REGIONAL-SCALE CONTROLS OF SEDIMENT DYNAMICS AND RESPONSE TO HUMAN-MODIFICATION, SOUTHEASTERN NORTH CAROLINA BARRIER ISLAND SYSTEM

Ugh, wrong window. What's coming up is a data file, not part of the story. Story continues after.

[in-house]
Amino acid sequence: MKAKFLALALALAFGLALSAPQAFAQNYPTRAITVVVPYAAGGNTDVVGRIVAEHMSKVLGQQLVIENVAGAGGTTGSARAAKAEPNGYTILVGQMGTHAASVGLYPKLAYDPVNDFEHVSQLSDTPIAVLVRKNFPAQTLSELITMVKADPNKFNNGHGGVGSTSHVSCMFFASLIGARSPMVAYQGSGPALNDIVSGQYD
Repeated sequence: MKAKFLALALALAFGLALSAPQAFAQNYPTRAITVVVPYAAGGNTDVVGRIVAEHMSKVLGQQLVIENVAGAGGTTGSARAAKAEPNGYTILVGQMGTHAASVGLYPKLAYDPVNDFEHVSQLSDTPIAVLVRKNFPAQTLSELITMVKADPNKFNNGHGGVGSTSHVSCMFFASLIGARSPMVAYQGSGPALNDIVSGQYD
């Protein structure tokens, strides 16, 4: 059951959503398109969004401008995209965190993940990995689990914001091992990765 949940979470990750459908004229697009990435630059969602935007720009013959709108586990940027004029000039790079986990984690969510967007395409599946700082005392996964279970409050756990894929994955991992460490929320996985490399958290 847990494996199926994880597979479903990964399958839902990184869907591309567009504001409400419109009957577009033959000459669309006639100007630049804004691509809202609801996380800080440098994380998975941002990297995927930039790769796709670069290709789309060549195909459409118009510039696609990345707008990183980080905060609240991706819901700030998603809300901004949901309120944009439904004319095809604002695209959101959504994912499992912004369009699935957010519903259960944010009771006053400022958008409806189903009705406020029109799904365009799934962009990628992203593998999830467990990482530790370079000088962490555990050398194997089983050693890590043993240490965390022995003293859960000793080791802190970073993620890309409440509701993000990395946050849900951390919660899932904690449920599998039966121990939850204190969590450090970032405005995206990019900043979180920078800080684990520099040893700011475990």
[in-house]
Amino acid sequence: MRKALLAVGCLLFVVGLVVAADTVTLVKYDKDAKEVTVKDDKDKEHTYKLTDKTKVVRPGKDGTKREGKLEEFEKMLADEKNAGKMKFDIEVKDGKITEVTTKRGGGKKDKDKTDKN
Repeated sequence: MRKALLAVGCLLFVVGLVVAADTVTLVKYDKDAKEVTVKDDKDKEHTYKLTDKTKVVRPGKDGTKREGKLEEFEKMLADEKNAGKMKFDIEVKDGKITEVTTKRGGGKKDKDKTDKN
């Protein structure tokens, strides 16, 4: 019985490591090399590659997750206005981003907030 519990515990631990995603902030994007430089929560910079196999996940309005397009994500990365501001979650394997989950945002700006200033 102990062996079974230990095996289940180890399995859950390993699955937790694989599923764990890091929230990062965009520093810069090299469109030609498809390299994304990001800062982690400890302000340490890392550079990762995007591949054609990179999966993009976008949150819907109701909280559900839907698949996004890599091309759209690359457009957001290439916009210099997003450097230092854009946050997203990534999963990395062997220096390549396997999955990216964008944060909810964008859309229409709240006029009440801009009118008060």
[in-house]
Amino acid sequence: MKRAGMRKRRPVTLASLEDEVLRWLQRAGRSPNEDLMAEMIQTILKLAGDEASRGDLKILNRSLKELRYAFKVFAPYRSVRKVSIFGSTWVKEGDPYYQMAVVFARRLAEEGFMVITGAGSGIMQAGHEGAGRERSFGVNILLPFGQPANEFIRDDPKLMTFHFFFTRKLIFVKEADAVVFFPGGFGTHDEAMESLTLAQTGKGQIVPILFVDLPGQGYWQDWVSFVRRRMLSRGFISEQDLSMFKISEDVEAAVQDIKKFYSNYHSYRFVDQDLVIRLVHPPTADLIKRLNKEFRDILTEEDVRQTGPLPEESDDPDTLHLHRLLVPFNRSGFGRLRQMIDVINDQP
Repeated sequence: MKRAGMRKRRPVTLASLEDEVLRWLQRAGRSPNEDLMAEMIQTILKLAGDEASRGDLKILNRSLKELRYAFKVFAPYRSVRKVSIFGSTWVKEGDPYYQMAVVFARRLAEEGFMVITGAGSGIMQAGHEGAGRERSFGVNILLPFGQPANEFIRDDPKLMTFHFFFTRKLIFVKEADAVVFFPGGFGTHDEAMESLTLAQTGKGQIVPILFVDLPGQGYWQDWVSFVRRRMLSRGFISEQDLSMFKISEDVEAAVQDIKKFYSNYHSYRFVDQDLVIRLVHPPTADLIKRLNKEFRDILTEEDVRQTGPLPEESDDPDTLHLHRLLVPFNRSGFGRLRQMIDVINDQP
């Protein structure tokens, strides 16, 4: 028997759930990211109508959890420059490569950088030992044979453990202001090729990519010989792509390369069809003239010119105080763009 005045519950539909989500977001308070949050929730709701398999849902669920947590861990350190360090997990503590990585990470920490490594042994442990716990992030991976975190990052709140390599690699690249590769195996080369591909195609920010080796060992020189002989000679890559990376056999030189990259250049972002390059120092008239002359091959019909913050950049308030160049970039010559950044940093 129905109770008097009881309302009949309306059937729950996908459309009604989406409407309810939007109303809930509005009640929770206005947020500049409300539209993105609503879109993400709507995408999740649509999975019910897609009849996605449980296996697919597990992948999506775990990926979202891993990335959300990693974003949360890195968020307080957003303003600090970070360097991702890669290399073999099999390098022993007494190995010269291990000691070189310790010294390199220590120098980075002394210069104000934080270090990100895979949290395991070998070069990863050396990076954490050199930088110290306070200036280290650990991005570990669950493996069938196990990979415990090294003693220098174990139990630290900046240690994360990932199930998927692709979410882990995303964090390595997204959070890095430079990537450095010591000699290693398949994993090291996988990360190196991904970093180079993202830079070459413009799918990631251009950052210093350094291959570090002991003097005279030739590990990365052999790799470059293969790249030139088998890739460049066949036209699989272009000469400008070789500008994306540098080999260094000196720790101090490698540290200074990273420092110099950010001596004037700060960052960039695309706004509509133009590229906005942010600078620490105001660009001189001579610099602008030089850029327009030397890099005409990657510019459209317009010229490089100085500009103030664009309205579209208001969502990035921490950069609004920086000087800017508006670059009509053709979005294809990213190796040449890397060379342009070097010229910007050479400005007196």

Sediment sources available to build and maintain the modern barrier island system include: 1) shoreface and inner shelf stratigraphic units dominated by Tertiary rock units; 2) paleo-river valley fill and deltaic deposits dominated by small coastal plain streams; 3) modern inlets and their ebb-tide and flood-tide deltas; and 4) cape shoal structures (Cape Lookout and Frying Pan shoals). The first two sources are inconsequential to the regional sediment budget. Sediment dynamics of modern inlets are highly modified and controversial involving sand mining, stabilization, and channel re-alignment and enlargement. At regional scales, the cape shoal deposits were important for the initial formation and long-term maintenance of the OBCC barrier islands. Human modification of most inlets over the past century (dredging larger and deeper navigational channels, discharging dredged sediments onto the continental shelf, mining ebb-tide deltas, and stabilizing with jetties) has short-circuited the regional-scale sediment dynamics of cape shoal sands. Consequently, ocean shorelines on all OBCC barrier islands are severely receding with most island communities wanting nourishment sand to hold the line in a rising sea level. In spite of vast sand supplies in the cape shoals, they are not fully understood and probably are environmentally problematic and economically unavailable for future beach nourishment.